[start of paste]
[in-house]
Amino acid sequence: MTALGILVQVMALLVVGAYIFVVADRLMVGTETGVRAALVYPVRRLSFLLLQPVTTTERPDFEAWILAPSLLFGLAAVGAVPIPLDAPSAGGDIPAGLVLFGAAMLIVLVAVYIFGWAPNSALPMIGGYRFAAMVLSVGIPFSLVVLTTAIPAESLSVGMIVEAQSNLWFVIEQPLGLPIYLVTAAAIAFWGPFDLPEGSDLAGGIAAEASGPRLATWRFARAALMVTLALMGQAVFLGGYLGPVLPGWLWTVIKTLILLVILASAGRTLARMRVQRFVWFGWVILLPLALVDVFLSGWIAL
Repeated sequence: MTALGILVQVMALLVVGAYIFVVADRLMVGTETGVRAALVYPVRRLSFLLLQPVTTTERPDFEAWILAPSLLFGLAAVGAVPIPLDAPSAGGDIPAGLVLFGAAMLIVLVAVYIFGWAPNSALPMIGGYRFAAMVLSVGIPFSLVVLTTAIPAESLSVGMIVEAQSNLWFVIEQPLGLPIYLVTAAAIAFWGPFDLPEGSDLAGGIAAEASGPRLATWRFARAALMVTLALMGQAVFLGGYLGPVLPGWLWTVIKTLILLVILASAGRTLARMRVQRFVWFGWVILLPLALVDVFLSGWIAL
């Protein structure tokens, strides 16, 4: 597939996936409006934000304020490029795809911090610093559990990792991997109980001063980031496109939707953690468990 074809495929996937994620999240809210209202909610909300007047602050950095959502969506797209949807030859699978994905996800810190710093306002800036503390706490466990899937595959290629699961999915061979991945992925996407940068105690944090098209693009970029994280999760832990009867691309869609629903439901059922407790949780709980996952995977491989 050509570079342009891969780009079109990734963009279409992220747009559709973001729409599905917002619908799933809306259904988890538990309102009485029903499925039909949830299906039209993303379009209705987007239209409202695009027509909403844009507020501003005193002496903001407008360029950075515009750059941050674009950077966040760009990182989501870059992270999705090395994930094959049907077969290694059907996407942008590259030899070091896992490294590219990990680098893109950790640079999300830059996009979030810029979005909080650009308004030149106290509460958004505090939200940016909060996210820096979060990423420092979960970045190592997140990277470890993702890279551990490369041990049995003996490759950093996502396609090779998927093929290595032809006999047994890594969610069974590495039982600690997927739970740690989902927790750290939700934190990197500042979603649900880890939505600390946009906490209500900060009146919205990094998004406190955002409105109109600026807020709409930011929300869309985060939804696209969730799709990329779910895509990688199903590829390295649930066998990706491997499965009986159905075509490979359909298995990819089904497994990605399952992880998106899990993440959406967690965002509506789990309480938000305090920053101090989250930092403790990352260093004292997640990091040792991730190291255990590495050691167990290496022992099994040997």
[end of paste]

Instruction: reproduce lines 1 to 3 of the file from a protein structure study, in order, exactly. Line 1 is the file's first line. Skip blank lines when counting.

[in-house]
Amino acid sequence: MTALGILVQVMALLVVGAYIFVVADRLMVGTETGVRAALVYPVRRLSFLLLQPVTTTERPDFEAWILAPSLLFGLAAVGAVPIPLDAPSAGGDIPAGLVLFGAAMLIVLVAVYIFGWAPNSALPMIGGYRFAAMVLSVGIPFSLVVLTTAIPAESLSVGMIVEAQSNLWFVIEQPLGLPIYLVTAAAIAFWGPFDLPEGSDLAGGIAAEASGPRLATWRFARAALMVTLALMGQAVFLGGYLGPVLPGWLWTVIKTLILLVILASAGRTLARMRVQRFVWFGWVILLPLALVDVFLSGWIAL
Repeated sequence: MTALGILVQVMALLVVGAYIFVVADRLMVGTETGVRAALVYPVRRLSFLLLQPVTTTERPDFEAWILAPSLLFGLAAVGAVPIPLDAPSAGGDIPAGLVLFGAAMLIVLVAVYIFGWAPNSALPMIGGYRFAAMVLSVGIPFSLVVLTTAIPAESLSVGMIVEAQSNLWFVIEQPLGLPIYLVTAAAIAFWGPFDLPEGSDLAGGIAAEASGPRLATWRFARAALMVTLALMGQAVFLGGYLGPVLPGWLWTVIKTLILLVILASAGRTLARMRVQRFVWFGWVILLPLALVDVFLSGWIAL